Hailing from Newcastle Upon Tyne, Indie/Folk artist Callum Pitt has quickly become one of my favorite new artists. First coming onto my radar with his tune, “Rabbits“, Callum Pitt has continued to unleash a number of tunes that have all landed securely in my personal playlists. Taking influences from artists like The War On Drugs, Bon Iver and Fleet Foxes, Callum Pitt incorporates foot stomping rhythms, finger picked Folk riffs and touching vocals to create memorable tunes that cross borders. Having recieved support out the gate from BBC 6 and Amazing Radio, he has continued to land on the radar of tastemakers far and wide while simultaneously growing his fanbase, selling out shows and landing support slots for artists like Meadowlark, Cape Cub and Isaac Gracie.This week, not only is Callum Pitt performing at The Great Escape, but he has also unleashed a new single titled, “Here if You Need“. The delicate new tune sees Callum Pitt delivering his signature falsetto vocals, earworm melodies and overall feel good vibe, once again proving his stature as an artist to watch. While Indie/Folk may not be everyones cuppa tea, he somehow finds a way to infuse everything he touches with an undeniable commercial appeal thanks to smart arrangements, brilliant hooks and a worldly accessibility.Since Callum Pitt is a regular on the site and we can’t seem to get enough of his tunes, we thought it was only right to catch up with him and dig a bit deeper. Keep scrolling to check out our interview with the buzzing UK artist.
RDFO: Have you always lived in Newcastle Upon Tyne? Can you tell us about the scene out there and how the environment has influenced your sound?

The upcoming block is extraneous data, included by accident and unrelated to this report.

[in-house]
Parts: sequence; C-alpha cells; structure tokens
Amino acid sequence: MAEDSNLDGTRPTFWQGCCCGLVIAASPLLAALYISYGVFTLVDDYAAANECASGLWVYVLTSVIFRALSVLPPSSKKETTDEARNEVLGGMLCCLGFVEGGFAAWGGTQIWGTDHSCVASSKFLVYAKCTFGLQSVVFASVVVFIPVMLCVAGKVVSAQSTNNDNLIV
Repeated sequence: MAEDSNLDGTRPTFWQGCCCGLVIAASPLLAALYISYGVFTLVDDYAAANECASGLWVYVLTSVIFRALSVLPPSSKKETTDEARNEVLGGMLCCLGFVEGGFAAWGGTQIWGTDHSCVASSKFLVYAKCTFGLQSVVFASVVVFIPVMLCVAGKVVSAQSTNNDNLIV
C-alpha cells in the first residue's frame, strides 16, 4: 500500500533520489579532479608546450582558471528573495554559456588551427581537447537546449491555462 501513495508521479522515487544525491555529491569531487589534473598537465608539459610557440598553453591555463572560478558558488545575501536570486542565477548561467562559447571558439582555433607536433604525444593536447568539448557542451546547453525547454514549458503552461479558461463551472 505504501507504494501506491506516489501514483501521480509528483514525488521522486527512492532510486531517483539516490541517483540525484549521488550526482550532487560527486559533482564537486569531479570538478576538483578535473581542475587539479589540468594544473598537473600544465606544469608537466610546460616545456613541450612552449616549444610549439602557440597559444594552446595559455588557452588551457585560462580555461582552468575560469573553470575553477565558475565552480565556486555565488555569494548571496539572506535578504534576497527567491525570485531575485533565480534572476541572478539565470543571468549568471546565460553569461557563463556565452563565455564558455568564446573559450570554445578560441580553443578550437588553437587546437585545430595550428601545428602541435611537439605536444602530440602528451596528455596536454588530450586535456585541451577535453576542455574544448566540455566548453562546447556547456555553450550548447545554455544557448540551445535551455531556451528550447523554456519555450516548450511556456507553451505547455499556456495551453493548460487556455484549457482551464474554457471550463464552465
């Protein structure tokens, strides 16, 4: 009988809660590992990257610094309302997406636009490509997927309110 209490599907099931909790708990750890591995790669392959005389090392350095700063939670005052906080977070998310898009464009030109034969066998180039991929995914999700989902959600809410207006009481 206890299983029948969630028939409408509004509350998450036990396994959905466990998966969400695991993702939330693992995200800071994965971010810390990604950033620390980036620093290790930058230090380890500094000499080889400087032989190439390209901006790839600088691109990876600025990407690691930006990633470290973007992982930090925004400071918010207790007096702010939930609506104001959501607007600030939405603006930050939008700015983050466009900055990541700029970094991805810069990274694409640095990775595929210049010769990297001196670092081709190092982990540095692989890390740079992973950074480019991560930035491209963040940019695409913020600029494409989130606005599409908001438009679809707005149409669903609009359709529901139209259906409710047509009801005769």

CP: Yeah I’ve always lived here, I love how exciting the city can be, and the fact that you can be at the coast or in the middle of nowhere in the countryside in a matter of minutes. I don’t know much about the scenes in other cities but what I can say is I would be surprised if other towns music scenes were as supportive and passionate as this one. Newcastle is a passionate and buzzing city and that reflects in the music scene definitely, there is a really strong core of gig-goers and local music enthusiasts and I think this spurs us all on as local artists, helping us to feel that it’s worthwhile pursuing music.
RDFO: While you only dropped your first single, I have to imagine you have been playing/making music for much longer. Can you tell us about how you got your start and what drove you to start your solo career?
CP: I’ve always wanted to release stuff under my own name, going through my teens obsessed with Elliott Smith, John Frusciante, Bob Dylan and Kate Bush, I started properly releasing demos on Soundcloud which had been recorded in my university bedroom when the house was quiet, then recording with my friend Andy, who was studying music and had access to a full studio as a result. From this, I sent some music over to Kaleidoscope and we started recording together!